1. TB, there aren’t ANY unique books on resumes and resume writing – none, nada, rien, zippo, zilch. All contain the same regurgitated pablum, differentiated only by the interspersed images and candidate recommendations as to why this or that approach helped me get a job (kind of like if you’ve never taken a shower and then take one – people aren’t afraid to go near you anymore).

    To far too many the word “objective” is like the name of a Presidential candidate leading up to an election; Say “Obama” and some people get crazed and agitated. Say “Romney” and some people get crazed and agitated. And both sides miss the point…

    The word isn’t the issue Tom but the content is; if you tell me that you’re seeking “a progressive company who will value my contributions to their organization and provide me with a nurturing environment where I will grow into management” you’ve wasted this recruiter’s time by saying nothing about how you match the job for which I’m recruiting. I could care less what word you use to describe the section of your resume where you’ve wasted ink on 24 words that say NOTHING!

    Here’s what this recruiter wants from the top of your resume:

    1. No billboard-size name – makes no darn difference to me; I can read your name in a 10 point font as easily as I can read it in a 36 pt one

    2. Links to your LinkedIn, Twitter, blogs, etc – but not Facebook (I could care less what you do in your own time unless it relates to the job)

    3. A phone number where you can be reached that is answered only by you.

    4. Succinctly summarize for me and my hiring manager how you can solve our problems; call it a “mini performance statement” if it helps you while writing it – do not write something that causes us to say “so what?”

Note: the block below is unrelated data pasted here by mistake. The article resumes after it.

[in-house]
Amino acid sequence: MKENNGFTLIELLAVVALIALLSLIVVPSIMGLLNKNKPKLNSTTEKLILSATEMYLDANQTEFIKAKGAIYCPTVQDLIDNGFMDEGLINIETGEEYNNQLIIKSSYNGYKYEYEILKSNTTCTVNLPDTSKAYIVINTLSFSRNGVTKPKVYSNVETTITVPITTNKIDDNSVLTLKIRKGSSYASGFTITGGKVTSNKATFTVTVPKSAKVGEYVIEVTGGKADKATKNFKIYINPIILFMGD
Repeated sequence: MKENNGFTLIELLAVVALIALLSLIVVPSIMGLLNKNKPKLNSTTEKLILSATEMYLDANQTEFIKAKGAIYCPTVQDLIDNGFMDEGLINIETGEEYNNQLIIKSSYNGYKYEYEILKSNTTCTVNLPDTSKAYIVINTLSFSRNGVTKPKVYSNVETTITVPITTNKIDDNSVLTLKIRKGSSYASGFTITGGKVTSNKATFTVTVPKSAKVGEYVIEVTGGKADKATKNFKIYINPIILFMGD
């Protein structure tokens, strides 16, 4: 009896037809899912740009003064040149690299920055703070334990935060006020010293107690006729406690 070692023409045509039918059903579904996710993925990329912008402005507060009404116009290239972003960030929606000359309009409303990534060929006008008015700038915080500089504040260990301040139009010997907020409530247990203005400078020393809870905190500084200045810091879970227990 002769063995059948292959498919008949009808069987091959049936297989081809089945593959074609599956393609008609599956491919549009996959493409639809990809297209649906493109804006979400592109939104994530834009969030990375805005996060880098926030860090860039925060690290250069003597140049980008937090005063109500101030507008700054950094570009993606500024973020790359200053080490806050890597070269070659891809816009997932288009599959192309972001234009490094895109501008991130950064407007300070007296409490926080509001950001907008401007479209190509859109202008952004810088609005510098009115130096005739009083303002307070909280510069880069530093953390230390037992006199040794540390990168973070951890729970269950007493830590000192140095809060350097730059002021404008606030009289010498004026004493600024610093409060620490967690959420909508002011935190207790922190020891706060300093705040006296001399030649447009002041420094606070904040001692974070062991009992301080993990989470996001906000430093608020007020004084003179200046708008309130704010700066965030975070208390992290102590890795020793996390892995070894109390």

That’s it. Pretty simple.

    Don’t like Objective nor Summary? Leave them off and don’t title the section – I’ve been doing this long enough that I don’t need you to tell me the name of the section.

    And BTW – please don;t write “email” before your email…

    • steve watkins on October 23, 2012 at 9:21 am

    The sad truth is that since everyone is trying to be unique, there is now a crowd of uniques that make us the same because of our uniqueness. As example I would ask you to recall the last group of “Goths” you saw…see my point?

    Chester Lohman has the right idea. From him I have learned to see my resume as if I were the person trying to fill the position. This insight has helped me,
    I hope it will help others as well.

      • Tom Bolt on October 23, 2012 at 9:37 am

      Yes, Steve. The old conformist v. non-conformist syndrome is alive and well… probably proof of evolution of thought as well.

      Chester is spot on in his advice to walk the mile in the recruiter or hiring manager’s shoes. After all, that is the agenda that will ultimately set the groundwork for engagement. If we aren’t playing by those rules we aren’t playing.